WASHINGTON (Reuters) - U.S. home sales flatlined in August but inventory increased for the first time in three years as the housing market continued to struggle despite strength across the broader economy.
The National Association of Realtors said on Thursday that existing home sales were unchanged at a seasonally adjusted annual rate of 5.34 million units last month.
It follows four straight months of monthly declines. A dearth of properties for sale has pushed up prices, sidelining many would-be homeowners.
“As long as we have increased inventory, I think the housing market can turn for the better in terms of sales,” NAR Chief Economist Lawrence Yun said.
Supply has also been constrained by rising building material costs as well as land and labor shortages while rising mortgage rates are expected to slow demand.
The Federal Reserve is expected to raise borrowing costs by a quarter percentage point next Wednesday following its latest interest-rate policy meeting. It would be the third such increase this year.
Economists polled by Reuters had forecast existing home sales increasing 0.3 percent. Existing home sales make up about 90 percent of U.S. home sales.
Existing home sales fell 1.5 percent from a year ago. Across the nation’s four regions, sales jumped 7.6 percent in the Northeast and there was a rise of 2.4 percent in the Midwest. Sales fell 5.9 percent in the West and 0.4 percent in the South.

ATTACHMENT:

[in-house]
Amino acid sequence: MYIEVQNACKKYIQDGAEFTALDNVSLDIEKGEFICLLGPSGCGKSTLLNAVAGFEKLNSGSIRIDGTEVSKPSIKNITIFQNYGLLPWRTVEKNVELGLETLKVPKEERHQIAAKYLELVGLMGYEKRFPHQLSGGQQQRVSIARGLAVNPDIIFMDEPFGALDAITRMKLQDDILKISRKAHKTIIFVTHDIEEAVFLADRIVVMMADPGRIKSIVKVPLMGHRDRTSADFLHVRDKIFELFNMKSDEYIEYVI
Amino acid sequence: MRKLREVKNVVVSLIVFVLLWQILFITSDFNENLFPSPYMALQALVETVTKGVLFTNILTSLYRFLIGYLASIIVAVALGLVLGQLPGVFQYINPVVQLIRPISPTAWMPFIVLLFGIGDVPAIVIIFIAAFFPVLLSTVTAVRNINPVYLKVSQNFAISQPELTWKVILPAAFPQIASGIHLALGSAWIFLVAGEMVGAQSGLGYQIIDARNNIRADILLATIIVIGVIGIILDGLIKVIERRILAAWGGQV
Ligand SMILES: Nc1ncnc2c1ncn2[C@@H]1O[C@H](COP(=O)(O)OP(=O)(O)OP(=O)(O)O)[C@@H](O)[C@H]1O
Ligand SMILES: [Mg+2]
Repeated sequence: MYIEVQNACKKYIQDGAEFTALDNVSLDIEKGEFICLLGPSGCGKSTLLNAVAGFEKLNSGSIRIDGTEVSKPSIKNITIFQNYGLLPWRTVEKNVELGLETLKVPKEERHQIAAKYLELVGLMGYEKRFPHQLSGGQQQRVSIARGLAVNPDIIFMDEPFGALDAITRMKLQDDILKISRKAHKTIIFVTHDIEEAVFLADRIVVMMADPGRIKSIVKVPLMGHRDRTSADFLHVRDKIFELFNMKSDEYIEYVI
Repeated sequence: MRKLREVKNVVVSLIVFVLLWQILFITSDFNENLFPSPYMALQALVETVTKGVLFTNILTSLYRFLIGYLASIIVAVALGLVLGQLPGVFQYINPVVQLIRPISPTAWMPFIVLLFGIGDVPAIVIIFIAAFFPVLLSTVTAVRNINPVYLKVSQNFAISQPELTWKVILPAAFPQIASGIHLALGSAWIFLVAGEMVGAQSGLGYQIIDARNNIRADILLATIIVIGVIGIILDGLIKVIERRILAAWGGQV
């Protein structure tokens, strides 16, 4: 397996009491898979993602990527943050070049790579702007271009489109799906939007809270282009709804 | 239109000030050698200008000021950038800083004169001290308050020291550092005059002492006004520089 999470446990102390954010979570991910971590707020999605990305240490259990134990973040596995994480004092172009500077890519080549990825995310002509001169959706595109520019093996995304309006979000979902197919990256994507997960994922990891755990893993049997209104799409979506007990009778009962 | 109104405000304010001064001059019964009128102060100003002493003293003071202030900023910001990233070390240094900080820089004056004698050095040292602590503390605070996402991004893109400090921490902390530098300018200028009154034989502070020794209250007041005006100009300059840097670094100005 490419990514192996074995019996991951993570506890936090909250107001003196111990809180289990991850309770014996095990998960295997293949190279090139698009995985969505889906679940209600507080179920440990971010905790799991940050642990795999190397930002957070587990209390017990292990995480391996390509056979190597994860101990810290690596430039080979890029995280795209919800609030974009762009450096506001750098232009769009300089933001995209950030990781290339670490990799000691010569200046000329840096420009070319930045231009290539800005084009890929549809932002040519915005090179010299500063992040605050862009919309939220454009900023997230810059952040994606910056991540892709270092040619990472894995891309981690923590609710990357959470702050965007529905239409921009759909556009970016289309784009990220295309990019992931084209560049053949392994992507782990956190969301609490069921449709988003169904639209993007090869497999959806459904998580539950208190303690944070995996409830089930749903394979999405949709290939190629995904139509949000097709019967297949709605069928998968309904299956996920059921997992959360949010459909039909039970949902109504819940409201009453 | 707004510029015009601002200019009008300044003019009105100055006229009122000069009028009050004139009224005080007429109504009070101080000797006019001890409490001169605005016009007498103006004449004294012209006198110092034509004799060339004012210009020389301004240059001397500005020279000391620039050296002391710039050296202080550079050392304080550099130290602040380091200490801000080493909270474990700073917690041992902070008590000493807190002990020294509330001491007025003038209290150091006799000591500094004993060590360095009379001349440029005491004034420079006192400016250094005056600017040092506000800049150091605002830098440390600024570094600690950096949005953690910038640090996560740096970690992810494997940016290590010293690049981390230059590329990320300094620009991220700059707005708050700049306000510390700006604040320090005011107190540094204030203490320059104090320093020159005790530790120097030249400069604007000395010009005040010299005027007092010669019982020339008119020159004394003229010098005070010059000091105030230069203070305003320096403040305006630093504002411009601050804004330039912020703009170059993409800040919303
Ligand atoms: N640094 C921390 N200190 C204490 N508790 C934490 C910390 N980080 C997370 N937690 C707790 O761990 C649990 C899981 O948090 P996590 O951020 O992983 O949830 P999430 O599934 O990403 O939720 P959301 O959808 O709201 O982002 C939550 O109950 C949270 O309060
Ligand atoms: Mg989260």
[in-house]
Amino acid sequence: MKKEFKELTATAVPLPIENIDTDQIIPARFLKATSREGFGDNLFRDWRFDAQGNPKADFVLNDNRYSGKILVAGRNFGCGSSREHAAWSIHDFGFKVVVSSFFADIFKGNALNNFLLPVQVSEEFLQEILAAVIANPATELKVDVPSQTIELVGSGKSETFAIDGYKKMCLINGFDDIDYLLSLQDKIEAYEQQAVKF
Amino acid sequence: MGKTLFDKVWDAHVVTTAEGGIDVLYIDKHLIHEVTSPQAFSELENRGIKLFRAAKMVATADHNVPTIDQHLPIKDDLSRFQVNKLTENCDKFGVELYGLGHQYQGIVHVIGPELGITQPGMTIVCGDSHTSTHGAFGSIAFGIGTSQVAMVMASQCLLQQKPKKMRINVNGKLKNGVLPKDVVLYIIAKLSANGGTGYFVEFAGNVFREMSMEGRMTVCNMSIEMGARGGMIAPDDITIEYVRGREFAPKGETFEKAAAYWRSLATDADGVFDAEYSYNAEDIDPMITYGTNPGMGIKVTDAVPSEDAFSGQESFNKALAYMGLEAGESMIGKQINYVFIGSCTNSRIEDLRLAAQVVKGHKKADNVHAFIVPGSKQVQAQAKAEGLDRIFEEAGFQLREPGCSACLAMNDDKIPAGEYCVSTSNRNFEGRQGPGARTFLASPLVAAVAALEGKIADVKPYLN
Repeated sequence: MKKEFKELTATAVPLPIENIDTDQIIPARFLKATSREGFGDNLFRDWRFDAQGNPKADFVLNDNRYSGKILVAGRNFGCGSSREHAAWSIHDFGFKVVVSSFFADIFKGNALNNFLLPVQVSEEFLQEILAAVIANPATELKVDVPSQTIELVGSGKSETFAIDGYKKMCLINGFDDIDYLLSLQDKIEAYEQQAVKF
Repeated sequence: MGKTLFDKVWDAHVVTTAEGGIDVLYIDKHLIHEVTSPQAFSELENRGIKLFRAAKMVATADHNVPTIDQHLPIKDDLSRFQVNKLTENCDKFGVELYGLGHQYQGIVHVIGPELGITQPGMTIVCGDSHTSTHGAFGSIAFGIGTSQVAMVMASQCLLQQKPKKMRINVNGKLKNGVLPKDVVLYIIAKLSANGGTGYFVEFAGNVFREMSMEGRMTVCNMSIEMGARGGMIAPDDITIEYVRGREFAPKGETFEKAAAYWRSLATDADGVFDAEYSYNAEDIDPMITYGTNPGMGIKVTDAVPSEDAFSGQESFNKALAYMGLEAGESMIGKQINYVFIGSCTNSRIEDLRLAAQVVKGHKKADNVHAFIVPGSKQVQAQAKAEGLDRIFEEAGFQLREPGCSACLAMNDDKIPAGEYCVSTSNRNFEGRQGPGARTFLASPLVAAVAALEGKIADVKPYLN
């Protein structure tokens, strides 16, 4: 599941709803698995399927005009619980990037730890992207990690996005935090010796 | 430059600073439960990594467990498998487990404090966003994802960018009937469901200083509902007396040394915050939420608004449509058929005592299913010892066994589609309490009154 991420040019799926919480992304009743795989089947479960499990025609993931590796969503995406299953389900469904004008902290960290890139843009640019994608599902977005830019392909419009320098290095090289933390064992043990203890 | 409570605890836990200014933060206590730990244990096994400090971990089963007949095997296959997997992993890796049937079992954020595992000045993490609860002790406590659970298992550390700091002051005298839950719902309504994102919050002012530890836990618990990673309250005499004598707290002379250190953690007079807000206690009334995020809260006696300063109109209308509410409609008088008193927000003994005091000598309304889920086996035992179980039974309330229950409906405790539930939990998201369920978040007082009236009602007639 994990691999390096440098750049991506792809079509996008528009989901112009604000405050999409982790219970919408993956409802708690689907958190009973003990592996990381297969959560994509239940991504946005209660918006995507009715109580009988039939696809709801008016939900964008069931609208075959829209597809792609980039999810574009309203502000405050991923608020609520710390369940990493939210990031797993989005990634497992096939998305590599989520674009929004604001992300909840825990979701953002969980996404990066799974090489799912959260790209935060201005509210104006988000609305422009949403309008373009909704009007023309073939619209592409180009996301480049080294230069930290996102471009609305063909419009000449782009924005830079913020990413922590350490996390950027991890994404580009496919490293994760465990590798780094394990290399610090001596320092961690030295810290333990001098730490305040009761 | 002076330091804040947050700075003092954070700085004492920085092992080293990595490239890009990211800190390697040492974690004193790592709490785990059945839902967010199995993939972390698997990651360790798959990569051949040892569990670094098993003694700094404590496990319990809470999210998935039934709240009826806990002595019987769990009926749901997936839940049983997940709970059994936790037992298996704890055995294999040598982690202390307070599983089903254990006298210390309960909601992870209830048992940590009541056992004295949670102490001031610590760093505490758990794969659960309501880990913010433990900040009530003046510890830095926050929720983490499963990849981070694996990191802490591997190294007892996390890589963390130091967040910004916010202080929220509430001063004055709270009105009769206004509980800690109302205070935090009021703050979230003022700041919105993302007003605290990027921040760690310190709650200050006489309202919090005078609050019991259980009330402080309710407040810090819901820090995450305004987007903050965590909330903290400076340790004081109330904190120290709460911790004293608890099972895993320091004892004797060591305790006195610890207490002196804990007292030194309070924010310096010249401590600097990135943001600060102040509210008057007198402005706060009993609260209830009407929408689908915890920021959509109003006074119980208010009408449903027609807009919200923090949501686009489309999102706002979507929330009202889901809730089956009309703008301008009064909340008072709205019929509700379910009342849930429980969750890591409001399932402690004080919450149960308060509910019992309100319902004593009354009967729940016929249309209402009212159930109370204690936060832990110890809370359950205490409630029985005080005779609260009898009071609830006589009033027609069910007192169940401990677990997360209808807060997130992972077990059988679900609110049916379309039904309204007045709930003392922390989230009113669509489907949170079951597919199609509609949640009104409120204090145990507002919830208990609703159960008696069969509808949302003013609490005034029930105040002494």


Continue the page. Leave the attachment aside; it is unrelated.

There were 1.92 million homes on the market in August, an increase of 2.7 percent from one year ago. It was the first inventory increase in three years on a year-on-year basis.
On Wednesday, data showed housing starts rose 9.2 percent in August as groundbreaking on multifamily units soared, but permits were off 5.7 percent, the biggest decline since February 2017. [nLNSJKEEKS]
At August’s sales pace, it would take 4.3 months to clear the current inventory, up from 4.1 months a year ago. A supply of six to seven months is viewed as a healthy balance between supply and demand.
The median house price increased 4.6 percent from one year ago to $264,800 in August. It was the fourth consecutive month that prices had risen less than 5 percent on a yearly basis, NAR noted.
Reporting by Lindsay Dunsmuir; Editing by Andrea Ricci